The paramount authority of the United States federal government to make all needful rules and regulations concerning the public domain is long standing, and irrefutable. The United States has the “exclusive power” pursuant to the U.S. Constitution Art. IV § 3, Cl. 2, to both regulate and dispose of its lands.

The Supreme Court has without fail held that Congress’ power with respect to the public domain is “subject to no limitation.” United States v. Gratiot, 39 U.S. 536-37 (14 Pet. 526) (1840); United States v. San Francisco, 310 U.S. 16, 29 (1940); Kleppe v. New Mexico, 426 U.S. 529 (1976).

The ‘exclusive” power of the United Stats extends to the regulation, and disposal of valuable minerals within applicable federal public domain lands. The General Mining Law of May 10, 1872, section 2319 of the Revised Statutes (30 U.S.C. 22 et. seq.) provides that the exploration, location, and purchase of valuable mineral deposits shall be "under regulations prescribed by law".

Section 2478 of the Revised Statutes, as amended (43 U.S.C. 1201), provides that those regulations will be issued by the Secretary of Interior for Bureau of Land Management lands, and for National Forest lands, by the Secretary of Agriculture. In short, the scope of the grant to acquire, and exploit applicable valuable minerals. As well as water rights on federal public domain lands pursuant to Mining Act of 1866-1872, is a legal issue which is determined solely by federal law.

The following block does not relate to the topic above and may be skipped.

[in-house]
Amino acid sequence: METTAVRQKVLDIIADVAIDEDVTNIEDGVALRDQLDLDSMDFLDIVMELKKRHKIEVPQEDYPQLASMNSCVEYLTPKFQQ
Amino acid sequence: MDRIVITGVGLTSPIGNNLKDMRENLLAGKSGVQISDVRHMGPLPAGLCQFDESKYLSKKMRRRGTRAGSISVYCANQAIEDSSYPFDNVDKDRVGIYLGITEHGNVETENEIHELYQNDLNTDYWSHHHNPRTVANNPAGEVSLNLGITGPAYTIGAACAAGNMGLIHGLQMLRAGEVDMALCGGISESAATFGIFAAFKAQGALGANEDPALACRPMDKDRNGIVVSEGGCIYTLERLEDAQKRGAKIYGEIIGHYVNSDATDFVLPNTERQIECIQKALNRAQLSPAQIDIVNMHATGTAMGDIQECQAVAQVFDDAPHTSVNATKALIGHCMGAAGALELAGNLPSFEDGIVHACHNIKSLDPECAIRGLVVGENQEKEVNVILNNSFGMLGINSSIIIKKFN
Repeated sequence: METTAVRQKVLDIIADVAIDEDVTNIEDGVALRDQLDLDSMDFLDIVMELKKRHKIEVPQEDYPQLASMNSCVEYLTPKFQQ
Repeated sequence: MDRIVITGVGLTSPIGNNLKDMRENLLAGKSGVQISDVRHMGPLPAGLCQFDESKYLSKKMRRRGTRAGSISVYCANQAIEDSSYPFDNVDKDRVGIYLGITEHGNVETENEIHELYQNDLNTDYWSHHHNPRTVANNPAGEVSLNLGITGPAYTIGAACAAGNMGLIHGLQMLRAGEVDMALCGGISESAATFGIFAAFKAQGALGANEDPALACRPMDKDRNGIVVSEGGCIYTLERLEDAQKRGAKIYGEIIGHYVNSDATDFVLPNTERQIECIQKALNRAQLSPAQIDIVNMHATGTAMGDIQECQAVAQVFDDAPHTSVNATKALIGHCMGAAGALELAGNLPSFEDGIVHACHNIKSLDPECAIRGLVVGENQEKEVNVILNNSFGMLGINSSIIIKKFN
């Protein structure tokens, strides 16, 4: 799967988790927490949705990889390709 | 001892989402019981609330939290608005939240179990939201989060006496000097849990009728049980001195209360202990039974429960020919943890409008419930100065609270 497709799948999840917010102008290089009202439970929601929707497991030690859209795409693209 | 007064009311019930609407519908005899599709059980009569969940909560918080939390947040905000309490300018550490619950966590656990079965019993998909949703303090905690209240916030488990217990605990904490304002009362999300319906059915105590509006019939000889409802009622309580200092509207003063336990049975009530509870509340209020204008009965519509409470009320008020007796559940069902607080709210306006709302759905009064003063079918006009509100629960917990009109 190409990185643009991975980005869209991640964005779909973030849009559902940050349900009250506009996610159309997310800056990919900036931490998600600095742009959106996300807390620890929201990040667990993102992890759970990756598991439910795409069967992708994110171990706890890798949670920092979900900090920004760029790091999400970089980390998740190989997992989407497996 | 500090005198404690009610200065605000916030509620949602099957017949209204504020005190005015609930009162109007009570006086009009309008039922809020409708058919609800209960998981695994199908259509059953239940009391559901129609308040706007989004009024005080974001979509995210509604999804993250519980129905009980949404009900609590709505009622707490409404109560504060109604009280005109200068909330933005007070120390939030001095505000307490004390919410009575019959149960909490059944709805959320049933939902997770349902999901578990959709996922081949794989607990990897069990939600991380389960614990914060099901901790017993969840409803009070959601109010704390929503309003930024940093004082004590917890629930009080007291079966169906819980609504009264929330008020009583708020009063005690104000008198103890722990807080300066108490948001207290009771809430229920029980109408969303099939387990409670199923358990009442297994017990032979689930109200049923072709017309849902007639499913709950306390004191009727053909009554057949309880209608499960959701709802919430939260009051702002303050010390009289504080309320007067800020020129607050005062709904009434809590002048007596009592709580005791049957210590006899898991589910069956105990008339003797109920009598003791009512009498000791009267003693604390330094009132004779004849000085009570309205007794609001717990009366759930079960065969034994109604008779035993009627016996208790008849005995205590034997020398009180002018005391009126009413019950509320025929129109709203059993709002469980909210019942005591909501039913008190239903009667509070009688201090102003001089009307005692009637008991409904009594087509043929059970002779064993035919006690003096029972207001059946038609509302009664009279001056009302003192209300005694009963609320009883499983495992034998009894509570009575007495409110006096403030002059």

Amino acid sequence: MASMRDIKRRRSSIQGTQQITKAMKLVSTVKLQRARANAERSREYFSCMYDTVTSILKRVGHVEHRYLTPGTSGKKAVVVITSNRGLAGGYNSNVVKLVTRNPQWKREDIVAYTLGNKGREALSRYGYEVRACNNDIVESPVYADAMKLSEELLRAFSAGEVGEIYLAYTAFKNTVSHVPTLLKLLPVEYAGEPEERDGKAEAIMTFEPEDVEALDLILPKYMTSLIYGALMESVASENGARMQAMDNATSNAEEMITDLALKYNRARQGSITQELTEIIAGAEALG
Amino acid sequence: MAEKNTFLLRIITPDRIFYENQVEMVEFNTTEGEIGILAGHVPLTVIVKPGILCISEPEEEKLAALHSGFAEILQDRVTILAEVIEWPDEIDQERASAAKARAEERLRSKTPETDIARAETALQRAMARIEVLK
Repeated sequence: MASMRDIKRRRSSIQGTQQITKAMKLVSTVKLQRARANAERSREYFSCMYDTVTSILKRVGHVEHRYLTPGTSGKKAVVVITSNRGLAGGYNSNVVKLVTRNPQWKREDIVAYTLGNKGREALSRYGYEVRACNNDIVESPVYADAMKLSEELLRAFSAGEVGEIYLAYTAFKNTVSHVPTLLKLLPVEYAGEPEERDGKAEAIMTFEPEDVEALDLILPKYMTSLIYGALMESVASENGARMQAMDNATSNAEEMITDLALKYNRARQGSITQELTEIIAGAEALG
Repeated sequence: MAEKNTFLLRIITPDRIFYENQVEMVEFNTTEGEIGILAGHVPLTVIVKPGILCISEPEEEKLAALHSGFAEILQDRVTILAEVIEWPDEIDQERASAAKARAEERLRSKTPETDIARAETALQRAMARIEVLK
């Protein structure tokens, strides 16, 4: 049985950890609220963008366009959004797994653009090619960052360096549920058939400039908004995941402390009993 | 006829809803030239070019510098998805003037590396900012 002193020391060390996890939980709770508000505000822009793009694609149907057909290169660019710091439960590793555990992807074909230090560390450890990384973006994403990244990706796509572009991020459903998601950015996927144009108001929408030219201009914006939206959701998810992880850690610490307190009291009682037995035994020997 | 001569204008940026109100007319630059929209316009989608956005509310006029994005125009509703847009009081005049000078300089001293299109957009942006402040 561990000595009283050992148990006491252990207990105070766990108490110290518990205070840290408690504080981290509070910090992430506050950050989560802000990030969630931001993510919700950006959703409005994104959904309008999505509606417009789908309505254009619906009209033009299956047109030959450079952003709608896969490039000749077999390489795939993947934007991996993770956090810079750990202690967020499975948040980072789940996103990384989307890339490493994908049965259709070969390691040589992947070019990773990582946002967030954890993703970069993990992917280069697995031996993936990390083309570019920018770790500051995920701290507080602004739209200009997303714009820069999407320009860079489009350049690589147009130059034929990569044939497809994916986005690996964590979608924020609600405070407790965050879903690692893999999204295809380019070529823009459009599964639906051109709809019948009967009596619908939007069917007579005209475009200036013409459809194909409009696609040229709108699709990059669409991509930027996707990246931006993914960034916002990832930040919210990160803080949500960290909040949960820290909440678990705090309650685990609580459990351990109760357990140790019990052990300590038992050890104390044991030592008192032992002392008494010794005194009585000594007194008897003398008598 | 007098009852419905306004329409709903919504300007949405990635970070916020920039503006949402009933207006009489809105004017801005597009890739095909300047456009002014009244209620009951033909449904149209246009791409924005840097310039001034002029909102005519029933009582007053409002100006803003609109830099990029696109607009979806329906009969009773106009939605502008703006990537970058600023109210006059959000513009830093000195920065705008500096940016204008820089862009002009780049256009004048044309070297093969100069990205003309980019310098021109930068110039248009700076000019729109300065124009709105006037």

That same “exclusive” power extends to all waters within federal public domain lands. State authority to administer water use, and rights cannot limit the United States constitutional power to dispose of its lands. E.g., U.S. Constitution Art. IV § 3, Cl. 2, Kleppe v. New Mexico, 426 U.S. 529 (1976), Gibson v. Chouteau 80 U.S. 92, 99 (1872)

It is axiomatic that the scope of these federal grants is a federal question. United States v. Oregon, 295 U.S. 1, 27-28 (1935); Packer v. Bird, 137 U.S. 661, 669 (1891). “No State legislation can interfere with this right or embarrass its exercise.” Gibson v. Chouteau 80 U.S. 92, 99 (1872); See Hunter v. United States, 388 F. 2d 148, 153-54 989th Cir. 1967).

As a matter of law, the even the temporary suspension of vested federally granted mining rights, to proprietors of valid mining claims on federal public domain lands under 30 U.S.C. § 22, et seq., in California is not something the state of California can even possibly attempt to do. Unless it is foolish enough to secede from the Union, declare war against the United States, and attempt take federal public domain lands within the state of California, by force of arms. In which case, it will doom itself to annihilation.